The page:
Category: Children’s Book
Reviewed by: Marianne Dyson
Title: Exploring the Solar System: A History with 22 Activities
Author: Mary Kay Carson
Ages: 9 and up
NSS Amazon link for this book
Publisher: Chicago Review Press
Date: February 2008
Retail Price: $17.95
Exploring the Solar System is a chronological history of the growth of human understanding of the sun, planets, and other bodies that make up the solar system. The first two chapters review everything up to 1950, and the remaining six chapters are devoted to one decade each. The book also has an appendix that includes a summary of knowledge about each of the major bodies in the solar system as of 2008.
As the author of a reference book for young adults (Space and Astronomy: Decade by Decade) that covers some of the same material, I read this book with perhaps a more critical eye than other reviewers might. The book held up well under this extra scrutiny, though I did find a few errors. Simple diagrams, such as a drawing of how planets appear to stop and go backwards, complement the text.
An outstanding feature of the book are a number of uncommonly seen photos including a color photo of the first orbiting dog Laika, the first group of cosmonauts with Korolev, the Soviet Lunakhod rover, and a stunning Galileo image of Jupiter’s cloud tops. Another outstanding feature is the inclusion of quotes from “ordinary” scientists such as astronomer Rosaly Lopes who studied volcanoes on Io. Also, short profile sidebars of famous scientists and explorers (von Braun, Gagarin, Sagan, Kuiper, etc.) were scattered throughout the chapters, making the book a history, not just of the solar system, but of the people who made that history possible.
Some of the activities (orbital ellipse, Alka-Seltzer rockets, etc.) are duplicated elsewhere, but readers will appreciate having so many in one book. My favorite was the “Walk to Pluto” that aptly demonstrates the relative distances between worlds.
I consider “Is It Organic?” to be a potentially dangerous activity involving microwaving sugar and salt on a piece of paper for five minutes — very likely to cause a fire! Adults should definitely supervise. Also, it is unclear how this activity demonstrates the presence or lack of carbon since paper itself is organic.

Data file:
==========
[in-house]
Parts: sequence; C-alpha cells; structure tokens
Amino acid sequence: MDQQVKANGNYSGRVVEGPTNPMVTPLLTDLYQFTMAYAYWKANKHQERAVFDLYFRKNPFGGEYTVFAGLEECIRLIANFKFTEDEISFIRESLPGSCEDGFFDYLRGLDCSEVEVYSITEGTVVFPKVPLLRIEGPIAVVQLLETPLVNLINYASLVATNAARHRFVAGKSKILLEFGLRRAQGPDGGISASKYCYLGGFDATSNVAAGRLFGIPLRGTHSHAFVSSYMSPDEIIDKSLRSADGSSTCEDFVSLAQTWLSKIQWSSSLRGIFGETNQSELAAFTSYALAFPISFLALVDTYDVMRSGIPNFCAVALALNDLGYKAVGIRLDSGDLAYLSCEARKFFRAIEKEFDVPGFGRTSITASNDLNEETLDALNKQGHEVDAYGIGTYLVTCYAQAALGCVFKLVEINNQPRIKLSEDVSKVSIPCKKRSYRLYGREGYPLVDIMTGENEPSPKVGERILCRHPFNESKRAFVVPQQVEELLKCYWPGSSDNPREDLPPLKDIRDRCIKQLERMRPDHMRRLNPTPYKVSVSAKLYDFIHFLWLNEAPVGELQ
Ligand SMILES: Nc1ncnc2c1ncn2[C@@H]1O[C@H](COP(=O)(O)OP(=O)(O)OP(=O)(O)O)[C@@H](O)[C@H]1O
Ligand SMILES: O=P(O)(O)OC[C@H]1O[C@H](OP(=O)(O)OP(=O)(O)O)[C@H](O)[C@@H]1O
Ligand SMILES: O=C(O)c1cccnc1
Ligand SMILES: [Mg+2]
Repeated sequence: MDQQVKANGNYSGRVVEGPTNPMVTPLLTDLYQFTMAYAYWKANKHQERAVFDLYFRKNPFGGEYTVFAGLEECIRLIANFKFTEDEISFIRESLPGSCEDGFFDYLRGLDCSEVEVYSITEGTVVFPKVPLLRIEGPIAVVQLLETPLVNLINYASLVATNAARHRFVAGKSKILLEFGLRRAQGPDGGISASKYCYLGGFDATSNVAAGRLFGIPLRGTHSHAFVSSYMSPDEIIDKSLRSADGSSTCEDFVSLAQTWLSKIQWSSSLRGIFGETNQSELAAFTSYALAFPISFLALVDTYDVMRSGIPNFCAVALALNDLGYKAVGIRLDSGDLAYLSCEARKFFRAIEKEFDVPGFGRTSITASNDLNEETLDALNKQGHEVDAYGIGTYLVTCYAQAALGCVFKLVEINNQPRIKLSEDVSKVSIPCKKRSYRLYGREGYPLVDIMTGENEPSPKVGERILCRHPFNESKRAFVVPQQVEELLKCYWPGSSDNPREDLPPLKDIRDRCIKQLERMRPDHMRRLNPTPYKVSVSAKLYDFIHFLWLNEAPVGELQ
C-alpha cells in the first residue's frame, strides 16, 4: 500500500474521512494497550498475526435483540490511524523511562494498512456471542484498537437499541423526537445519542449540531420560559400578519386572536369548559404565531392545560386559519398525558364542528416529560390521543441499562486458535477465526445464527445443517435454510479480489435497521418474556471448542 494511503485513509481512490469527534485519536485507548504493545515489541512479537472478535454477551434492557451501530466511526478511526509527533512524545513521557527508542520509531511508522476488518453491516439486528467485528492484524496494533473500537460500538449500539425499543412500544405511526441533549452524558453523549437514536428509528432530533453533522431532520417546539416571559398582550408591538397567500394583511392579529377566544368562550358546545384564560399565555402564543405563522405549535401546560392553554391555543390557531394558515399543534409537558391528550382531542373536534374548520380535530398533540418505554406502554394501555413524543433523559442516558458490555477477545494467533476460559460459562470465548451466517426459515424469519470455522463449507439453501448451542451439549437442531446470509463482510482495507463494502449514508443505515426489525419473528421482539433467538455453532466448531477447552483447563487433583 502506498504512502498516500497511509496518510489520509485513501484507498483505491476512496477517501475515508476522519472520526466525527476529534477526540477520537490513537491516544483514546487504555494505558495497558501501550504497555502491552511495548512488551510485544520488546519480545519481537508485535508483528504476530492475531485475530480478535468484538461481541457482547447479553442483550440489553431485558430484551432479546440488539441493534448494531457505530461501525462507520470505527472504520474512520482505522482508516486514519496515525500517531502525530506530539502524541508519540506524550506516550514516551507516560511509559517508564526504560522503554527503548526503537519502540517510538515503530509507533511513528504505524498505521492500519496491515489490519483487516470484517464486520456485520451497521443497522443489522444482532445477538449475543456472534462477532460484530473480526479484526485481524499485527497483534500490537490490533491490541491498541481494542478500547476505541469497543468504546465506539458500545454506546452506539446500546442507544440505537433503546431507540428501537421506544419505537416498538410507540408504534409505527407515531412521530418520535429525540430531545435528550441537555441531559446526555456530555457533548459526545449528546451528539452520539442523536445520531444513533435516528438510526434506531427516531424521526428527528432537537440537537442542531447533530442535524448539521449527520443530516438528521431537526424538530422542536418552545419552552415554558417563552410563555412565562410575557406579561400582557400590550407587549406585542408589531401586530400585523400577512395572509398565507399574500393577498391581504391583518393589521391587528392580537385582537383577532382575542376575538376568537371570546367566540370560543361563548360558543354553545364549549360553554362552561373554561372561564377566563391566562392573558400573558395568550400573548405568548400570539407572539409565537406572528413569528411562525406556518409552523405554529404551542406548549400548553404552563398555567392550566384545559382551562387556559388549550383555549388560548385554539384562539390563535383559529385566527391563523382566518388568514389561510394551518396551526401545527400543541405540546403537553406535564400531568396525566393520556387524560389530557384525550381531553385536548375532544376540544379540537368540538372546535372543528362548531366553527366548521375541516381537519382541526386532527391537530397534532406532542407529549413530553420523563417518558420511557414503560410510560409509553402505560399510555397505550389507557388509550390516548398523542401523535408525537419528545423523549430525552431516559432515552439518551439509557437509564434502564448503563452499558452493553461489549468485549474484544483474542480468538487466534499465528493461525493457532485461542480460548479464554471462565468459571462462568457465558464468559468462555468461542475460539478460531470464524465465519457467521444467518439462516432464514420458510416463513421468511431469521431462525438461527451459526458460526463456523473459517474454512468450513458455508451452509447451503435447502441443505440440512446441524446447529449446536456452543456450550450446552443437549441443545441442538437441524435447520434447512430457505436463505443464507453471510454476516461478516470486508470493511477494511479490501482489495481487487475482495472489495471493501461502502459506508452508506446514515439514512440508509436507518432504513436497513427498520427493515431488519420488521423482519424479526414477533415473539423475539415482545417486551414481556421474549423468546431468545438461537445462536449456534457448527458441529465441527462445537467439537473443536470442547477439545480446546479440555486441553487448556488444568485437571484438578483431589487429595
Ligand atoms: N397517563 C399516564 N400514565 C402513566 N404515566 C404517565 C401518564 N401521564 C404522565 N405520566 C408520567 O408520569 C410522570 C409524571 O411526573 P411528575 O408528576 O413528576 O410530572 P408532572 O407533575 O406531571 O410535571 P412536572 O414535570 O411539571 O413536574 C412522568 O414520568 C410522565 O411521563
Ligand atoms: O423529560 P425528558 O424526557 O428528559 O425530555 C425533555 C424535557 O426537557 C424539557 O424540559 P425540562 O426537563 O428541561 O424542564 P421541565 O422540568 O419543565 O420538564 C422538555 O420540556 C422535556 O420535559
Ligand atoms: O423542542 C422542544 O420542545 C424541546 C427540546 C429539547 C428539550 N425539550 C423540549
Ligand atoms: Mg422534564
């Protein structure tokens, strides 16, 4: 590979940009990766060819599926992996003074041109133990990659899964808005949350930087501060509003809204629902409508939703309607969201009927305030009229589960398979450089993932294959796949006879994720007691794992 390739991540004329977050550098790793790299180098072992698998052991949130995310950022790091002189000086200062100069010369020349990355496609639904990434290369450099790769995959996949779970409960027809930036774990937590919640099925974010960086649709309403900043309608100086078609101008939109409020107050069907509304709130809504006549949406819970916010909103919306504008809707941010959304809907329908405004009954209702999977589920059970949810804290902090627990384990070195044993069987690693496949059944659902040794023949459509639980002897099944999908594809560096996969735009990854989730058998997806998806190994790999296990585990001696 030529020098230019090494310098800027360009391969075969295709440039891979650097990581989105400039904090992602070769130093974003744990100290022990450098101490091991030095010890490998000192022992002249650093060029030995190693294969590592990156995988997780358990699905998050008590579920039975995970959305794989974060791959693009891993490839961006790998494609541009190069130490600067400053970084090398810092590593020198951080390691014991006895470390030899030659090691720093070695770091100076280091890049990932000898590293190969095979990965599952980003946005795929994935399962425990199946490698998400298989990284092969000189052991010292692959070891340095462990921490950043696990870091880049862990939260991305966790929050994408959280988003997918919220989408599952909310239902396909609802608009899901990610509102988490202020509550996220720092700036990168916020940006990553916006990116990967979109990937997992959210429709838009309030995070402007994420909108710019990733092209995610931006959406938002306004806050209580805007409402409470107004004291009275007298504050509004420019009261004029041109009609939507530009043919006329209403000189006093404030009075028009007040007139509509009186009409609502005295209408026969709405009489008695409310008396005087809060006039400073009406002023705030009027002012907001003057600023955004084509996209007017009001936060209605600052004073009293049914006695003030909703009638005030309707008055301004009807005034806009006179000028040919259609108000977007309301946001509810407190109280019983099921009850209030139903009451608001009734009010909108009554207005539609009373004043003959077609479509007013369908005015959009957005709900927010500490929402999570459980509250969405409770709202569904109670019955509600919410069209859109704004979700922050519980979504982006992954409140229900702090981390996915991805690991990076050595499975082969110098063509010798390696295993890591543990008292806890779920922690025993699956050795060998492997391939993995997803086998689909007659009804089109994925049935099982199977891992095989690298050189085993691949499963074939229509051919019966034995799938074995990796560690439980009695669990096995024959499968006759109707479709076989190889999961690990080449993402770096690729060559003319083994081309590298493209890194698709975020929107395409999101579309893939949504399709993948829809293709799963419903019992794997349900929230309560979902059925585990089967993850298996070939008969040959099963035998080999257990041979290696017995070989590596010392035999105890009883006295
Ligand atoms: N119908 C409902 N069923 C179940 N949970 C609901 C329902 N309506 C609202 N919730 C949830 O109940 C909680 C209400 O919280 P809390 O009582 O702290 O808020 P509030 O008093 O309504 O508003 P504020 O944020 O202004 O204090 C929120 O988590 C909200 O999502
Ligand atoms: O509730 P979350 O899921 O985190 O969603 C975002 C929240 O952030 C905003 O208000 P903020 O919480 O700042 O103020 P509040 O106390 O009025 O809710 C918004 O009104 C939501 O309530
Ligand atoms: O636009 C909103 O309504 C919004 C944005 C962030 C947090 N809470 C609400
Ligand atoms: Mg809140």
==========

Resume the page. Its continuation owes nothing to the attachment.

Another questionable activity is making a comet from dry ice that includes a household ammonia product in the mix. Dry ice may freeze out the water in the cleaning product and cause the release of (toxic) ammonia fumes. If the purpose is to see vapor released like in the tail of a comet, ammonia really isn’t necessary.
The “Planetary Warm-Up” activity does not show “how colors, like different kinds of atmosphere, soak up heat” by comparing thermometers in a clear and a green plastic bottle in the sun. Will a child conclude that greenish Uranus is hotter than the “clear” Moon? That white Venus is cooler than orange Mars? Also, digital thermometers don’t measure “air” and outdoor thermometers are too large to fit in a bottle. Most thermometers go off scale high in Houston’s sun.
Minor errors also appeared in the text:
- In the discussion about planets wandering in the sky (pg 2), it says “unlike stars, planets really do move.” All stars move but their motion is not as noticeable from Earth because of their distance.
- In 1909, an astronomer did not prove there was no water in the atmosphere of Mars (pg 15). Instead, Vesto Slipher used spectral lines to confirm water in 1908 (Lowell and Mars by William Hoyt).
- Korolev (pg 28) is no longer considered to have died because of a botched operation (Korolev by James Harford). He had cancer and a weak heart.
- The big bang theory derived from general relativity, not Hubble’s discovery (pg 102). Hubble provided evidence.
- Astronauts may get stomachaches (pg 135), but I don’t think organs moving around has much to do with it.
- Pioneer 1 did not discover the solar wind (pg 138). It may have provided some data, but Eugene Parker is credited with the discovery based on eclipse and comet data prior to Pioneer’s flight.
- Neptune’s great dark spot (pg 156) seen by Voyager 2 was gone by 1994.
The only serious science error is the explanation of gravity assist. An object will not be captured by a planet simply because it passes close by (pg 74). If that were true, Earth would have a swarm of orbiting asteroids that barely missed us. Gravity assist works by transferring momentum, the product of mass and velocity. Basically, the spacecraft speeds up because the planet slows down, not because “as the spacecraft swerves, it is now being dragged through space along the planet’s speedy orbit.” Imagine squirting water on a spinning bike tire. If the water is going the same direction as the tire, it will be sped up, but also slow down the tire.
Exploring the Solar System is a solid history, full of information, stories of scientists, lovely photographs, and some worthwhile activities. At 168 pages, it offers more detail than books for younger readers, though without the technical language often found in many books for adults. Recommended.
© 2010 Marianne Dyson
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